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Posts Tagged ‘A.T. Brightwell’

Maxeys, Georgia

Posted by graywacke on September 30, 2013

First timer?  In this formerly once-a-day blog (and now more-or-less a twice a week blog), I have my computer select a random latitude and longitude that puts me somewhere in the continental United States (the lower 48).  I call this “landing.”  I keep track of the watersheds I land in, as well as the town I land near.  I do some internet research to hopefully find something of interest about my landing location.  To find out more about A Landing A Day (like who “Dan” is and what the various numbers and abbreviations mean in the first paragraph), please see “About Landing,” (and “Abbreviations” and “Cryptic Numbers”) above.

 Landing number 2055; A Landing A Day blog post number 473.

 Dan –  On a bit of a roll, with the fourth USer in a row with this landing in . . . GA; 36/40; 5/10; 150.5.  One more USer, and I’ll pass the mythical 150 boundary . . .

Here’s my regional landing map:

 ga landing 1

My closer-in landing map shows many small towns near my landing, with the major city of Athens (home of the University of Georgia) not far away:

 ga landing 2

My Google Earth (GE) shot shows that I landed in the woods, but not far from some cleared fields:

 ga ge 1

The arching east-west road south of my landing has StreetView coverage.  Here’s a shot looking at the dirt road that heads northwest towards my landing:

 ga ge sv

Backing out a little on GE, you can see that I landed at the edge of a large wooded area:

 ga ge 2

Here’s a new ALAD feature, a streams-only map showing my local watersheds:

 ga streams

I landed in the watershed of an unnamed tributary of Sandy Ck; on to Sandy Ck; on to the Oconee R (5th hit, the 148th river on my list of rivers with 5 or more landings); on to the Altamaha (8th hit).  By the way, Sandy Ck is my 28th stream with the word Sand or Sandy in the name.  It was my sixth “Sandy Creek.”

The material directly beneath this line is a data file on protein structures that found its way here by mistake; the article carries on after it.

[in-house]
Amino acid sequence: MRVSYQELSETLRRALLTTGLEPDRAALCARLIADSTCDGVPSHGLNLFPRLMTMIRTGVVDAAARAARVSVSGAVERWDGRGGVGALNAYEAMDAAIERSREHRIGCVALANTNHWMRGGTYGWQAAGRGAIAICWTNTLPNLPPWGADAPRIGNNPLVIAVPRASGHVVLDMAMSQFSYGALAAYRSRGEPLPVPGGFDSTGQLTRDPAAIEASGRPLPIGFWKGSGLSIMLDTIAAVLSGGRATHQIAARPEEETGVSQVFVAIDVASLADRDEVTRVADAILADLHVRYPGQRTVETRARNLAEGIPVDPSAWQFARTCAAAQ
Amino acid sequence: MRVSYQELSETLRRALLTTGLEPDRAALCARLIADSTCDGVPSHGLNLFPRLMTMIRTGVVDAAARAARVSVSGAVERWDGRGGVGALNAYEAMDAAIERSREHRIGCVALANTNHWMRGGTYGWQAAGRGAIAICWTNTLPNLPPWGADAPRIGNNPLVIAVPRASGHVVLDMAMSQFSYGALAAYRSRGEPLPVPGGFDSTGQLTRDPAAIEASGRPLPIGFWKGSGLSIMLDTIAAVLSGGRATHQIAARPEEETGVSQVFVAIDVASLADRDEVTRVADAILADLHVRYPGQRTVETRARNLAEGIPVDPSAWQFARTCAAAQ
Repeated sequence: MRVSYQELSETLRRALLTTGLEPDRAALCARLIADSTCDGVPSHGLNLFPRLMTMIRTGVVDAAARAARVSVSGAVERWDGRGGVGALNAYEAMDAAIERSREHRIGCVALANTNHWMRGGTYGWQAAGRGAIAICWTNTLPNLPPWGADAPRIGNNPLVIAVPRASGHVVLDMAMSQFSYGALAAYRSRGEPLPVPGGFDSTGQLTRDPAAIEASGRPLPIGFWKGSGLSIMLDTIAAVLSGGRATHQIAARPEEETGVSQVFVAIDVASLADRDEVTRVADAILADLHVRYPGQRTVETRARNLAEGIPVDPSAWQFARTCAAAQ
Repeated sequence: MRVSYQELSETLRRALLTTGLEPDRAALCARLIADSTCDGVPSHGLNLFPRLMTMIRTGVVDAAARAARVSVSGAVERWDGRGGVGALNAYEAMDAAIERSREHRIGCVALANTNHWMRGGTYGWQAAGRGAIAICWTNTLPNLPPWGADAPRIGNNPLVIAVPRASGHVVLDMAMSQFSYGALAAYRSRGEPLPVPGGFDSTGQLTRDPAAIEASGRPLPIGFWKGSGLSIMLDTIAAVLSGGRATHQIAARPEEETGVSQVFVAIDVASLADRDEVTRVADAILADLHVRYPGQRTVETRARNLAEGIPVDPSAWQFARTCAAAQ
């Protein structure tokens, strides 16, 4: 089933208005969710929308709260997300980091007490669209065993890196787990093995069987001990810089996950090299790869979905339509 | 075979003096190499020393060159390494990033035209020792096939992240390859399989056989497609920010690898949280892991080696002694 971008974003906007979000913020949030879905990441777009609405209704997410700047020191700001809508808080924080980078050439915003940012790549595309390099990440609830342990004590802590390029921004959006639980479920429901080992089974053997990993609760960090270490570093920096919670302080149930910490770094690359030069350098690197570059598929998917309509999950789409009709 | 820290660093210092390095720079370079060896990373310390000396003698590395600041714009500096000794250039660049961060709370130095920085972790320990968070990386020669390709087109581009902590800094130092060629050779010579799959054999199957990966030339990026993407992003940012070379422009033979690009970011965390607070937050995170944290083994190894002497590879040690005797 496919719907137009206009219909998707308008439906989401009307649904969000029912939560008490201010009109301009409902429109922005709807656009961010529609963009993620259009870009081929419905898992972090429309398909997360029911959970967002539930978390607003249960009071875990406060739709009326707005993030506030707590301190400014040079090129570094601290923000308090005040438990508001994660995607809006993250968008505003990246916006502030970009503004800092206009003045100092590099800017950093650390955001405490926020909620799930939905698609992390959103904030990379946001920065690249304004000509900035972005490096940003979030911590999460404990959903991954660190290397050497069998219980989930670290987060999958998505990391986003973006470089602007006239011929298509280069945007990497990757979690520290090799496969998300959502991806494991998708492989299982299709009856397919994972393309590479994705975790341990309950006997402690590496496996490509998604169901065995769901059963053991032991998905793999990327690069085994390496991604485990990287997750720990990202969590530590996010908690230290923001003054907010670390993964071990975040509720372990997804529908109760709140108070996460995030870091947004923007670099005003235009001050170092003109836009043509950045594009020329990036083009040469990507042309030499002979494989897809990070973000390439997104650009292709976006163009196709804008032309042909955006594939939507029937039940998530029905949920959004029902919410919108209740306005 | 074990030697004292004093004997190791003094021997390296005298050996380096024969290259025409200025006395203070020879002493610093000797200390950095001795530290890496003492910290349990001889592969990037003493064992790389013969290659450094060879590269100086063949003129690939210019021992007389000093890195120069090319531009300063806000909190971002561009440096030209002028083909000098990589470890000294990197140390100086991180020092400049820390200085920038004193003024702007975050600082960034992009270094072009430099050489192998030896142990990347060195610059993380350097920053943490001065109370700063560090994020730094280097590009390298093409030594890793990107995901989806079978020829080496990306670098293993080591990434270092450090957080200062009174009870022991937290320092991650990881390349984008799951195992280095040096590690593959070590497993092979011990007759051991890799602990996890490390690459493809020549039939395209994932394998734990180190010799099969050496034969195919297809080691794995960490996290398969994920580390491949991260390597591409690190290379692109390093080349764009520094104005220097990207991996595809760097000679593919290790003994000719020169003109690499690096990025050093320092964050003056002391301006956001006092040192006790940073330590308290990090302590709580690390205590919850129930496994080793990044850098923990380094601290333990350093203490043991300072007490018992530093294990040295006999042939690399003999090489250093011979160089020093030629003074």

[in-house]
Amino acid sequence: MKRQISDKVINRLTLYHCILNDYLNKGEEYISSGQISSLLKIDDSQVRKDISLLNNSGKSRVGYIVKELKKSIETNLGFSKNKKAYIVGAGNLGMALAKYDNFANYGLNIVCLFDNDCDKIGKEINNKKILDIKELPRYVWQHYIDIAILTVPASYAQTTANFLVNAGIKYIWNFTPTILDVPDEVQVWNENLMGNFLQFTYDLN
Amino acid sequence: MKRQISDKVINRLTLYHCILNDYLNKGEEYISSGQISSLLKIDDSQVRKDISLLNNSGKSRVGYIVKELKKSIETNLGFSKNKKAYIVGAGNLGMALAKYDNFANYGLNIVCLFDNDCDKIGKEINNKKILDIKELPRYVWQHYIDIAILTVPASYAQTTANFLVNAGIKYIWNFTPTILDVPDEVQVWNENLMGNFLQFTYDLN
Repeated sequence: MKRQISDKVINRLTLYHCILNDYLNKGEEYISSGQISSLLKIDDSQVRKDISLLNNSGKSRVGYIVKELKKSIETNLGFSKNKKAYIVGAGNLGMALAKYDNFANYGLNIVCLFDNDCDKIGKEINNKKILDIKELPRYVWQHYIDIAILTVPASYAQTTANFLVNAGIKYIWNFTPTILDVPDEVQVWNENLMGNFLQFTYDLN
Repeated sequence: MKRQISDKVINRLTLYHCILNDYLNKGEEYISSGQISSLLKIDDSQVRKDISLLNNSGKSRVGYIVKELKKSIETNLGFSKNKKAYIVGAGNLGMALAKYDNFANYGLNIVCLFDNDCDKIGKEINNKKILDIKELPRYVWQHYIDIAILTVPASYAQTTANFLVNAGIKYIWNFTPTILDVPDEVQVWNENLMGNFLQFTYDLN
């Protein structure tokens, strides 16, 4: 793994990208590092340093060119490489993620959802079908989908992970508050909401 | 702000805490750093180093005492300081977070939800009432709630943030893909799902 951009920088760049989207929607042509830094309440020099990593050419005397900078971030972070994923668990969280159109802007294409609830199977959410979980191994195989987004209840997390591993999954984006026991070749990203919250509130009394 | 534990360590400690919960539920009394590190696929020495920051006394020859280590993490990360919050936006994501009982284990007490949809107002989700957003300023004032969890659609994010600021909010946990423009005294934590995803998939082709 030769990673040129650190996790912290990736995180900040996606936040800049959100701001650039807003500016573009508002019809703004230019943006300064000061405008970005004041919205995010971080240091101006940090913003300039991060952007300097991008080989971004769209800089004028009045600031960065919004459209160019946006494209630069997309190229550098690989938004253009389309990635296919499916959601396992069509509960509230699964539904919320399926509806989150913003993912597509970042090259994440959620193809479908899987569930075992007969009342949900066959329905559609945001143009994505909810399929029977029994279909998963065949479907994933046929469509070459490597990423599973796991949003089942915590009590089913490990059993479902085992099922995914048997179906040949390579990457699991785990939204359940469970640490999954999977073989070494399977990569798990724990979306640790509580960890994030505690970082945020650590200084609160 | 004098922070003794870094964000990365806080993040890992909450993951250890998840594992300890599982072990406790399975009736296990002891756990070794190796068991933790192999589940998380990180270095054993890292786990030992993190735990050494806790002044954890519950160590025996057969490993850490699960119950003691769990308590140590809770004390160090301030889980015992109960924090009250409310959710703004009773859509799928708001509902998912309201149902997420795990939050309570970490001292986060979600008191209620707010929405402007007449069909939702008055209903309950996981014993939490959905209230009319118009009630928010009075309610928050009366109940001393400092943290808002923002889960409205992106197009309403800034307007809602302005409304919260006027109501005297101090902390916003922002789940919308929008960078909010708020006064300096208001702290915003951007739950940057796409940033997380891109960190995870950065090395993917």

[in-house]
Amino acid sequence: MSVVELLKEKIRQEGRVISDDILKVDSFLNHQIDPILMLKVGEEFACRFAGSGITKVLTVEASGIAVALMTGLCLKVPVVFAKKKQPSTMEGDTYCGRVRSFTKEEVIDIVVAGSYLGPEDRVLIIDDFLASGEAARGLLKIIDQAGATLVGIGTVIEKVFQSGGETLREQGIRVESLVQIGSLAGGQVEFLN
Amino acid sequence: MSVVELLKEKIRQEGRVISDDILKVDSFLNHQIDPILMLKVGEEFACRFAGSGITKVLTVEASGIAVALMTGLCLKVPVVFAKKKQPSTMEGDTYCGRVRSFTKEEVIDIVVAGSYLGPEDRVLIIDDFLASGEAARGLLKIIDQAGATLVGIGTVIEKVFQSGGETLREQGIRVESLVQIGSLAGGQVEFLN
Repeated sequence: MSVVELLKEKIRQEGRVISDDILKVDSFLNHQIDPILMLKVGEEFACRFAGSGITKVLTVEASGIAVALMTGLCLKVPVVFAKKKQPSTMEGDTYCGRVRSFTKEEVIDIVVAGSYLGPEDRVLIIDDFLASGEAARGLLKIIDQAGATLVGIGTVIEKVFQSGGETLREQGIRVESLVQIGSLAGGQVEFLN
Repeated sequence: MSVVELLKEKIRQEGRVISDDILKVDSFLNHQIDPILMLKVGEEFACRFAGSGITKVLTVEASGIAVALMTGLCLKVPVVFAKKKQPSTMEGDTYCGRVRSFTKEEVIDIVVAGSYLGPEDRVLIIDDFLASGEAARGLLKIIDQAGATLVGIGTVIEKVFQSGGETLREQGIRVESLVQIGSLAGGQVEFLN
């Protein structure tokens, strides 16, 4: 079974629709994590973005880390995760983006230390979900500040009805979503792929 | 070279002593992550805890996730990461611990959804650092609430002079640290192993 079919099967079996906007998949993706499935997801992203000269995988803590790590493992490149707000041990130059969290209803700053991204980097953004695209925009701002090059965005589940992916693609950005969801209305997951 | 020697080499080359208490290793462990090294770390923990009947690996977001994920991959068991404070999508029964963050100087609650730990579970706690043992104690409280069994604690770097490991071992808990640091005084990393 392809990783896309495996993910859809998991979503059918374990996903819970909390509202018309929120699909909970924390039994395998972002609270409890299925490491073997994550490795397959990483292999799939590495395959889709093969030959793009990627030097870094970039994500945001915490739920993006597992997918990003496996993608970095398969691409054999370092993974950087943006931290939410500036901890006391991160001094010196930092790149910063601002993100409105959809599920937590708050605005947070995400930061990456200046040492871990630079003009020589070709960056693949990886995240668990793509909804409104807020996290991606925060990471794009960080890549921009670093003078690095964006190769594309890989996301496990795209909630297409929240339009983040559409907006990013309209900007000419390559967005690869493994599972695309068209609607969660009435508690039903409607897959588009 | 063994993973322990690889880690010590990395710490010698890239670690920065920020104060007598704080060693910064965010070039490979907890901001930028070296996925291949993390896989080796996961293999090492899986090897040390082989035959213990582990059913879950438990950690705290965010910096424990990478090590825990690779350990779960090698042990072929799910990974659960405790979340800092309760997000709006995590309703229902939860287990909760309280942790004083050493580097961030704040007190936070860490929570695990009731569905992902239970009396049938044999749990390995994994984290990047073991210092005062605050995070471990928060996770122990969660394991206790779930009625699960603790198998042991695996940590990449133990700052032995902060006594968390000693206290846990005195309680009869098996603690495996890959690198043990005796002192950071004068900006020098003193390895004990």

While perusing GE Panoramio photos, I happened upon this shot entitled “Company Store Ruins at Scull Shoals” by CWoods:

 ga company store by cwoods pano

Here’s a GE shot showing how remote the site is (but also very close to my landing):

 ga ge scull shoals 2

A GE close-up reveals a little clearing in the woods with the company store ruins evident:

 ga ge scull shoals

A little internet research, and I realized I had stumbled on an interesting historical site.  From GhostTowns.com:

Scull Shoals is an extinct town on the Oconee River in middle Georgia, site of a 19th century mill village which included Georgia’s first paper mill from 1811-1814. Under owner Thomas M. Poullian, Scull Shoals contained grist mills, sawmills, and a 4-story brick textile mill, stores and homes. At its height, there were 500 workers tending 4,000 spindles in the mill. Dr. Lindsay Durham of Scull Shoals developed medicines from his extensive herb garden, and ran a sanatorium there. Flooding caused the demise of the mills in the 1880s, and the town was abandoned by the 1920s.

There is a “Friends of Scull Shoals” organization works to facilitate archeological research and also maintains the grounds.  Click HERE to check out their site.